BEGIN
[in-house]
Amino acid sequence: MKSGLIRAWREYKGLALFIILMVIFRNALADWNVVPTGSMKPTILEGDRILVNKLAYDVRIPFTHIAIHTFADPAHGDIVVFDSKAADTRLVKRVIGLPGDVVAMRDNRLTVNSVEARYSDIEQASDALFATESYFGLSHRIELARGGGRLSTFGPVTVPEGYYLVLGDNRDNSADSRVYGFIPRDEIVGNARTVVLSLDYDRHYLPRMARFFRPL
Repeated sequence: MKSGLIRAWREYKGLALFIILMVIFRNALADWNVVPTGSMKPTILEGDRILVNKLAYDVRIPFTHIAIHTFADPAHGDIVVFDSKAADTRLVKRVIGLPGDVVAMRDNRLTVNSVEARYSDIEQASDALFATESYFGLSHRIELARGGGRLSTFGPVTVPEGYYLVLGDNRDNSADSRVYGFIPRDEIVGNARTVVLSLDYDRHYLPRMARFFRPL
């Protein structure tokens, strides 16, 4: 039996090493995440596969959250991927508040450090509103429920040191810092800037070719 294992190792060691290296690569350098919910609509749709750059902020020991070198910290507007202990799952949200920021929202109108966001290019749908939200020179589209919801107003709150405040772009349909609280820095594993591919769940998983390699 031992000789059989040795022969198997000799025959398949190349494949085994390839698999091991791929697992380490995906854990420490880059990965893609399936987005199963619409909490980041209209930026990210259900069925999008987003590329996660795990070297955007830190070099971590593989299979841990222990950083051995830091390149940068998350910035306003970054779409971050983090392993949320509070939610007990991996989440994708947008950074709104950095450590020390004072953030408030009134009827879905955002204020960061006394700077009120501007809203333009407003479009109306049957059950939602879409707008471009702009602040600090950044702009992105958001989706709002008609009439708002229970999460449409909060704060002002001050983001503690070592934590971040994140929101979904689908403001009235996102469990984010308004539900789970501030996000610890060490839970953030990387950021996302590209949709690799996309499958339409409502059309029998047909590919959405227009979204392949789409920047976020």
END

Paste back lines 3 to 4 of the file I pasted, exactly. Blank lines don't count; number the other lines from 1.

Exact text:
Repeated sequence: MKSGLIRAWREYKGLALFIILMVIFRNALADWNVVPTGSMKPTILEGDRILVNKLAYDVRIPFTHIAIHTFADPAHGDIVVFDSKAADTRLVKRVIGLPGDVVAMRDNRLTVNSVEARYSDIEQASDALFATESYFGLSHRIELARGGGRLSTFGPVTVPEGYYLVLGDNRDNSADSRVYGFIPRDEIVGNARTVVLSLDYDRHYLPRMARFFRPL
């Protein structure tokens, strides 16, 4: 039996090493995440596969959250991927508040450090509103429920040191810092800037070719 294992190792060691290296690569350098919910609509749709750059902020020991070198910290507007202990799952949200920021929202109108966001290019749908939200020179589209919801107003709150405040772009349909609280820095594993591919769940998983390699 031992000789059989040795022969198997000799025959398949190349494949085994390839698999091991791929697992380490995906854990420490880059990965893609399936987005199963619409909490980041209209930026990210259900069925999008987003590329996660795990070297955007830190070099971590593989299979841990222990950083051995830091390149940068998350910035306003970054779409971050983090392993949320509070939610007990991996989440994708947008950074709104950095450590020390004072953030408030009134009827879905955002204020960061006394700077009120501007809203333009407003479009109306049957059950939602879409707008471009702009602040600090950044702009992105958001989706709002008609009439708002229970999460449409909060704060002002001050983001503690070592934590971040994140929101979904689908403001009235996102469990984010308004539900789970501030996000610890060490839970953030990387950021996302590209949709690799996309499958339409409502059309029998047909590919959405227009979204392949789409920047976020």